My Digital Friend

By Aaron Grierson

Cyber etiquette.

How many people exist out there that you would call a friend, or even acquaintance? Of all of those people, think about how many you’ve never met. Though I can count the ‘friends’ on one hand, the acquaintances are well over a dozen, and, like graduating high school, many others have fallen from memory since falling off the grid. I don’t know about you, but I don’t feel quite so out of place maintaining a few contacts I’ve never met; the people you can engage with online can be very interesting, or of course just as annoying as the kid cracking bad puns in math class. The wonders of the World Wide Web are seemingly endless.

Without a doubt, the Internet is becoming a more and more popular phenomenon by the year. With it comes an increasingly complex set of relationships. Not just with businesses and advertising, banking and shopping online, but with your social life too. As we’re learning, willingly or otherwise, these relationships quickly become necessary to our lives through the integration of technology. We might not all understand it perfectly, but generally we get by. By now most people, especially my generation have joined some sort of “social network” like Facebook, MySpace or Twitter. Predating these social networks are chatrooms, many of which are still operational today. The testimony of their importance is in many places in these social networks. Facebook has a chatting application, many online games have lobbies where people can chat and Twitter’s posting system is so excessive that it’s almost like a chatroom in its sheer volume. Indeed, chatrooms have been around since the late 80’s, and though I don’t know what they were like, I seriously doubt they have changed that much.

Like a coffee shop or a classroom, chatrooms are lively communities where people can come and go as they please. Chatrooms have been numerous since the early 90’s, but their popularity doesn’t reflect this. Unlike major networking websites like Facebook, MySpace and Twitter, most chatrooms do not have the advertising power and so are lesser known to the general public. The other major contributing factor that affects popularity is the number of chatrooms floating around on the Internet. They are often small standalone websites with built-in chatrooms while there are far fewer social networks. One such example is Meebo, which I only happened across after someone recommended it to me. Not once have I seen an advertisement for the website. It’s easy to see why not many people know about chatrooms, which is why they become semi-closed communities that have to pass through word of mouth, the digital equivalent or simply knowing where to look.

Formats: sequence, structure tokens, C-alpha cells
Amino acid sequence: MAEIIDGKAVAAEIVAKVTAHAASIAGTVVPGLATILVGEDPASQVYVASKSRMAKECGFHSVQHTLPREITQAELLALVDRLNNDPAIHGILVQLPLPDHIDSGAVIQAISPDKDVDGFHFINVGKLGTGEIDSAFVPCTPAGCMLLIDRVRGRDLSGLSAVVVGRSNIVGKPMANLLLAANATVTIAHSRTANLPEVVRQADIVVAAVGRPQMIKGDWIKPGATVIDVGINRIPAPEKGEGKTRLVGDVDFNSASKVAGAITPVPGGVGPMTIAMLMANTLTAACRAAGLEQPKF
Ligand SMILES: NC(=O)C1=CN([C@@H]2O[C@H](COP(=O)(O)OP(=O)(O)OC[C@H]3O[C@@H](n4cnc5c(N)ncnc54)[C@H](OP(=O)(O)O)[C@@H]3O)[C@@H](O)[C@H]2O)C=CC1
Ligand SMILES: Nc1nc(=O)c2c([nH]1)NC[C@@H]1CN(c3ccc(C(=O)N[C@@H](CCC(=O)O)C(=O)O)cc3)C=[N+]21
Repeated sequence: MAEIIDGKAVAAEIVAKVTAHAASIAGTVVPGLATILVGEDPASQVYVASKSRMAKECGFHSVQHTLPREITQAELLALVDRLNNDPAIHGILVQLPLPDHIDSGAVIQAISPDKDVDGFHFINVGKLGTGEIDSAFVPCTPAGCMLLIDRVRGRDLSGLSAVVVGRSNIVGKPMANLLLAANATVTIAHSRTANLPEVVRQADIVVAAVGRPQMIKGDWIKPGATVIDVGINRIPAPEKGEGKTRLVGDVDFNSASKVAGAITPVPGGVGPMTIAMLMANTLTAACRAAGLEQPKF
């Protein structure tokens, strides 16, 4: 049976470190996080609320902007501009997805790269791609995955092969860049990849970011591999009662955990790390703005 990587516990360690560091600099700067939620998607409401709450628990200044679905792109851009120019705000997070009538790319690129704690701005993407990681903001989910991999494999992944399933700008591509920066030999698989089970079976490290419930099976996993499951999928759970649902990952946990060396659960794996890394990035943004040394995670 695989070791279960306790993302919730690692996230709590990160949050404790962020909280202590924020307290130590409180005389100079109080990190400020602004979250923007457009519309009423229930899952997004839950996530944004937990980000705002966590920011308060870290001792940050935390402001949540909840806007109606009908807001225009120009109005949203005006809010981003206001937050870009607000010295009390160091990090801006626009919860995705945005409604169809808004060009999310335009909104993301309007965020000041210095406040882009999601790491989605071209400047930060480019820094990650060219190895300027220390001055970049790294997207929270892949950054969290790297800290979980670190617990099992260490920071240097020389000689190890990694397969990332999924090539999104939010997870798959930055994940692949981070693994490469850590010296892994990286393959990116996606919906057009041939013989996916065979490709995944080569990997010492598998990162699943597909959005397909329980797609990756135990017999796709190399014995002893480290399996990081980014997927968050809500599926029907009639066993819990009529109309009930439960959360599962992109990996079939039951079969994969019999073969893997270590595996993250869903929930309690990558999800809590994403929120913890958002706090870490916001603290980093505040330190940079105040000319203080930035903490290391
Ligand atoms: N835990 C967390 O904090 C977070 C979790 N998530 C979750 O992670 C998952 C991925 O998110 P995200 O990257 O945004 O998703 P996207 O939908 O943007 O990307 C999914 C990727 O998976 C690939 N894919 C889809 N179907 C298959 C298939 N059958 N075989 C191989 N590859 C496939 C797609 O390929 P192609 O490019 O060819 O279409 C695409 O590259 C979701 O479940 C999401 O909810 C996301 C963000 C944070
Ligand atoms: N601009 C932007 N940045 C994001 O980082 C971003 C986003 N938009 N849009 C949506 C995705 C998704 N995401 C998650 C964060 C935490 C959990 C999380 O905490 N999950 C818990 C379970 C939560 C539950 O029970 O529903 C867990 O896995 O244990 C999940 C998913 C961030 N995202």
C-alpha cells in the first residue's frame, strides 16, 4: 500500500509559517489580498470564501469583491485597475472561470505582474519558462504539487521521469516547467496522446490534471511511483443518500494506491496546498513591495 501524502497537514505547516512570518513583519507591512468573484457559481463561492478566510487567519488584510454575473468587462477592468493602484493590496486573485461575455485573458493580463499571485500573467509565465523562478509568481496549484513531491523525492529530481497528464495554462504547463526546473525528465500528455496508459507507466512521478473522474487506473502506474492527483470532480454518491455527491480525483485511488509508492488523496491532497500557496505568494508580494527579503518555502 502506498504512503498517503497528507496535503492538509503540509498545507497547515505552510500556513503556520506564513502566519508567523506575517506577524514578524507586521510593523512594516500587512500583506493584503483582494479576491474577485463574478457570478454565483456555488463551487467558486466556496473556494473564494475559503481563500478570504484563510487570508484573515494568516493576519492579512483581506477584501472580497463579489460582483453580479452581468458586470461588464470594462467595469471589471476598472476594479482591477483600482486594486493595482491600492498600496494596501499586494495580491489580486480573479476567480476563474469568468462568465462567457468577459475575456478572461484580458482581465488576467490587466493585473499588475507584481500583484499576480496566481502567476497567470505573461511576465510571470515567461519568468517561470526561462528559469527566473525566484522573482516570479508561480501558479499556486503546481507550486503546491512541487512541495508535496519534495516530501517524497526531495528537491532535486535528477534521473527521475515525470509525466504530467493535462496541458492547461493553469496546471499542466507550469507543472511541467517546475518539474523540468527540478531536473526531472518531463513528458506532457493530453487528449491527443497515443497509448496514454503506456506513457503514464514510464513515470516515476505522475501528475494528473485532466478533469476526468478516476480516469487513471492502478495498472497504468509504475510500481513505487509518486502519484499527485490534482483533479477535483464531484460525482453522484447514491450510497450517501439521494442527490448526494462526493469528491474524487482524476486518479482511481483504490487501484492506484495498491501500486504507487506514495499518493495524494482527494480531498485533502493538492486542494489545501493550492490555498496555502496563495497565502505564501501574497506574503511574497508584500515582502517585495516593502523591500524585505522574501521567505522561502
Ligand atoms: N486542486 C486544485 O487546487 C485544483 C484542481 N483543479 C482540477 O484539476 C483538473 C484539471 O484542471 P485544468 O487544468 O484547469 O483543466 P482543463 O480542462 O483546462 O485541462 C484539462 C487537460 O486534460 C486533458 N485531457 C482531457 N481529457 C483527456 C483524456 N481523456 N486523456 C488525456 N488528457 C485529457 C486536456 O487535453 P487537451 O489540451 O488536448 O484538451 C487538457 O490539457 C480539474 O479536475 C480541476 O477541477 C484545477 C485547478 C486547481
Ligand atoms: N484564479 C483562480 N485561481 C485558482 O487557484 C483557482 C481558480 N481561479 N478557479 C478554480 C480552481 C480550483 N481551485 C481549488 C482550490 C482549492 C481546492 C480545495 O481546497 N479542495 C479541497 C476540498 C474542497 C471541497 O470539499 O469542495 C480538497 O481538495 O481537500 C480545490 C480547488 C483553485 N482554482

Over time, these communities build up a regular group of people who see many relationships blossom, despite little to no “real life” contact. Often times, as I have seen, heard, and even been a part of, these friendships often breach into the romantic sphere, as two individuals are drawn together through personality alone. It’s a curious twist on social life, especially when one considers the drama most of us are put through in our daily lives. Can these online relationships really be worth it? Are they drama free?

Not really. You will still have to put up with the same rounds of taunting and fighting, although there is hope.  One may find more than before. I say this because the anonymity of the Internet sometimes brings out audacity from the most docile personalities. Of course, most chatrooms also come with a handy mute option so you don’t have to hear all the tantrums and hypothetical fist fights. Some people will offer enjoyable antics and others intelligent conversation that both you and they can enjoy and reciprocate. The former tend to be those who regularly hang around in the same chatroom. The latter is much rarer, even if they can come from the former group. These are the people one should keep in touch with, and often the ones where friendships would form. However sweet a particular person may seem, it’s a good idea to keep your guard up online, just as it is in person.

Aside from the horror stories of teens committing suicide over cyber bullying, there can be severe downsides to taking people seriously on the Internet. There are also downsides to getting attached to a person you’ve never met, even if the attachment takes the form of having become used to talking to them. Just like the friends you have in person, they can flip out at you, sometimes for no reason, and never want anything to do with you again. Which of course leaves a bit of a void to fill and the more you liked them, the bigger the void. This is one of the problems with the friends we’ve never met. Unless you’re causing or suffering emotional pain when getting to know someone in any serious manner, chatrooms, like random people who add you on social networks, are to be dealt with carefully, if not amicably. Then again, I live by the cliché that honesty is the best policy, because if you’re honest, you will be able to tell which people would get along with you, and which ones won’t. Let’s face it, friendships are serious business.

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